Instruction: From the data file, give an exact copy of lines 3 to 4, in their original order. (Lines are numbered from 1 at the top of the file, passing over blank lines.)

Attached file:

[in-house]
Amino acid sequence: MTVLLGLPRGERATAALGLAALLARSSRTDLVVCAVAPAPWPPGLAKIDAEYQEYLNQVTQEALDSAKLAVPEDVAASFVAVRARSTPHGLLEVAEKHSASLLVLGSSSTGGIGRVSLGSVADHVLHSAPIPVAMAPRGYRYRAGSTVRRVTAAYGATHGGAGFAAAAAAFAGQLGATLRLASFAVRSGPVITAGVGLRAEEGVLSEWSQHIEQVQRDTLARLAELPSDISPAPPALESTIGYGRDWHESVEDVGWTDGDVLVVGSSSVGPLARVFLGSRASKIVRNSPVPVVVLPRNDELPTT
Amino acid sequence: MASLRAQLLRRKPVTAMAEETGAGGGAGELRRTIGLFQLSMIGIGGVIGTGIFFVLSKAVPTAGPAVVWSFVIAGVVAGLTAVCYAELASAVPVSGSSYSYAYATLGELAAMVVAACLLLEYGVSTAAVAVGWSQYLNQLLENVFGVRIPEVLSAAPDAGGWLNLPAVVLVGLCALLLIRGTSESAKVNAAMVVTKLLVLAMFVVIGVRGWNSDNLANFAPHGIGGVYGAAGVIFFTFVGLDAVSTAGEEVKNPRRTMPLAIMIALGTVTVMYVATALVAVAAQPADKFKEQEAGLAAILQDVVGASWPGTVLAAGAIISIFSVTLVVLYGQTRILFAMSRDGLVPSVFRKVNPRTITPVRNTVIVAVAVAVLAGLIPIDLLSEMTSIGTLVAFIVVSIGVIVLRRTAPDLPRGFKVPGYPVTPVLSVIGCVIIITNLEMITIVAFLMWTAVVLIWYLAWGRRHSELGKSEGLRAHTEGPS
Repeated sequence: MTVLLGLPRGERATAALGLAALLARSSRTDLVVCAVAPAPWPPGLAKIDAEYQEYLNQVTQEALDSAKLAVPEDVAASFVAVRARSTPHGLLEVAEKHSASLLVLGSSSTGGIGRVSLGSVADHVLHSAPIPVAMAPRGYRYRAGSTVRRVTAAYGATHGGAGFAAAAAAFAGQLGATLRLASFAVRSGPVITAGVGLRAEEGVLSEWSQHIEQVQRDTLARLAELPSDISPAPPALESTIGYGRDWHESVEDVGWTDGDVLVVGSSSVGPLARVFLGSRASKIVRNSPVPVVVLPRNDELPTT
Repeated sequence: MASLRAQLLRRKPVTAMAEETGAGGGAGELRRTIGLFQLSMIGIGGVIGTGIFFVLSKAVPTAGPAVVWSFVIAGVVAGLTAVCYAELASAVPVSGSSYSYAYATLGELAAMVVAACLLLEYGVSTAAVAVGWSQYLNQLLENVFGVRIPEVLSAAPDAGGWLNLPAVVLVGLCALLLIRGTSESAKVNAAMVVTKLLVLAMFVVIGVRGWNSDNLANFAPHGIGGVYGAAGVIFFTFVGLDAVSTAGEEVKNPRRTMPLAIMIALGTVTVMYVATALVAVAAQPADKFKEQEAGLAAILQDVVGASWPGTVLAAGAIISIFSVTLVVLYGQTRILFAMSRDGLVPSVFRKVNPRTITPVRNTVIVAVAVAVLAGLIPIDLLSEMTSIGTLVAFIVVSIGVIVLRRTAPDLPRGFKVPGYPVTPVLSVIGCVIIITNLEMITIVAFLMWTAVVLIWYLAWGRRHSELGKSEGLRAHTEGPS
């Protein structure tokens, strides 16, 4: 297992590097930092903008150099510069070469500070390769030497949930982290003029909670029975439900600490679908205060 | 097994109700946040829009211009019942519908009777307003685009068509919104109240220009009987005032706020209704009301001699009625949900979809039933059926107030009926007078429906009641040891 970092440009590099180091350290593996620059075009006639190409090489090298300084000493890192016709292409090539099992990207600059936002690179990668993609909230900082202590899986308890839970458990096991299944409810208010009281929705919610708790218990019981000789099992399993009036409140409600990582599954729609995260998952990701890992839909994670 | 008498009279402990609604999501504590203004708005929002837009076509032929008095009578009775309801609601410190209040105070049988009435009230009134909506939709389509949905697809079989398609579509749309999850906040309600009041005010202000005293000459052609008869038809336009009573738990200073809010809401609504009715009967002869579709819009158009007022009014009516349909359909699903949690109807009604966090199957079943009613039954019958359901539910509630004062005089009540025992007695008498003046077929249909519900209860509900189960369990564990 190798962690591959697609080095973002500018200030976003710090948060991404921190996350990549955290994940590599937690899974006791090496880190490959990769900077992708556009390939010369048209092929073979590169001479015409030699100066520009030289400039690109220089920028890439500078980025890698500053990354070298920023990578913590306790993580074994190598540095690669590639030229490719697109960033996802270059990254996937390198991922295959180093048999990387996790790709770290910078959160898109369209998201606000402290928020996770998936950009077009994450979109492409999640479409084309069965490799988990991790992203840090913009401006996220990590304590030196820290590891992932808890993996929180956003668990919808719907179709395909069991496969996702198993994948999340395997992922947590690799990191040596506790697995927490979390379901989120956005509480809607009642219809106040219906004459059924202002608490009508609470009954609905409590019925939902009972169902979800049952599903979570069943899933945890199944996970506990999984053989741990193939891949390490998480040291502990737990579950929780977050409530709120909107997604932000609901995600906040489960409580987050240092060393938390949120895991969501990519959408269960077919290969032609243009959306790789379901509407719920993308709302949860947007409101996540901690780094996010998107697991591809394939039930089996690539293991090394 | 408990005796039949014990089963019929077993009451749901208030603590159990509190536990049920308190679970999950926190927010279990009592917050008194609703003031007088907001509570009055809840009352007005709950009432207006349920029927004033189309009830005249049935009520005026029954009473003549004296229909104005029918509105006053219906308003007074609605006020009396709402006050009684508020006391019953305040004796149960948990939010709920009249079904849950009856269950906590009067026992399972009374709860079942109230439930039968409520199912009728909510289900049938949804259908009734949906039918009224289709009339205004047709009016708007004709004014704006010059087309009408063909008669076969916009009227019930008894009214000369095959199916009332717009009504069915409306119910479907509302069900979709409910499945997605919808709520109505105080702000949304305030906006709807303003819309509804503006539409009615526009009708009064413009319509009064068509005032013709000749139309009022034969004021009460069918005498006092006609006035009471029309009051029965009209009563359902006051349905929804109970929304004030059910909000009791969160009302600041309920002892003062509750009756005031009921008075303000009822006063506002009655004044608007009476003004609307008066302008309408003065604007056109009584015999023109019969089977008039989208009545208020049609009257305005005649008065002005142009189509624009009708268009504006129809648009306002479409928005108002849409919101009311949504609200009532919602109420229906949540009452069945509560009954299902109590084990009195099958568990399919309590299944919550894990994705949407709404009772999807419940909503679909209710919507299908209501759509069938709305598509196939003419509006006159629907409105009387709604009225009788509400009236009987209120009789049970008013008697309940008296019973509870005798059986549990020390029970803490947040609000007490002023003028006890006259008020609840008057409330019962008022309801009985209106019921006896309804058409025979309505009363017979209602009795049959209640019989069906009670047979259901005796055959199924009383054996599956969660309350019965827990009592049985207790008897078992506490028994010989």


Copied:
Amino acid sequence: MASLRAQLLRRKPVTAMAEETGAGGGAGELRRTIGLFQLSMIGIGGVIGTGIFFVLSKAVPTAGPAVVWSFVIAGVVAGLTAVCYAELASAVPVSGSSYSYAYATLGELAAMVVAACLLLEYGVSTAAVAVGWSQYLNQLLENVFGVRIPEVLSAAPDAGGWLNLPAVVLVGLCALLLIRGTSESAKVNAAMVVTKLLVLAMFVVIGVRGWNSDNLANFAPHGIGGVYGAAGVIFFTFVGLDAVSTAGEEVKNPRRTMPLAIMIALGTVTVMYVATALVAVAAQPADKFKEQEAGLAAILQDVVGASWPGTVLAAGAIISIFSVTLVVLYGQTRILFAMSRDGLVPSVFRKVNPRTITPVRNTVIVAVAVAVLAGLIPIDLLSEMTSIGTLVAFIVVSIGVIVLRRTAPDLPRGFKVPGYPVTPVLSVIGCVIIITNLEMITIVAFLMWTAVVLIWYLAWGRRHSELGKSEGLRAHTEGPS
Repeated sequence: MTVLLGLPRGERATAALGLAALLARSSRTDLVVCAVAPAPWPPGLAKIDAEYQEYLNQVTQEALDSAKLAVPEDVAASFVAVRARSTPHGLLEVAEKHSASLLVLGSSSTGGIGRVSLGSVADHVLHSAPIPVAMAPRGYRYRAGSTVRRVTAAYGATHGGAGFAAAAAAFAGQLGATLRLASFAVRSGPVITAGVGLRAEEGVLSEWSQHIEQVQRDTLARLAELPSDISPAPPALESTIGYGRDWHESVEDVGWTDGDVLVVGSSSVGPLARVFLGSRASKIVRNSPVPVVVLPRNDELPTT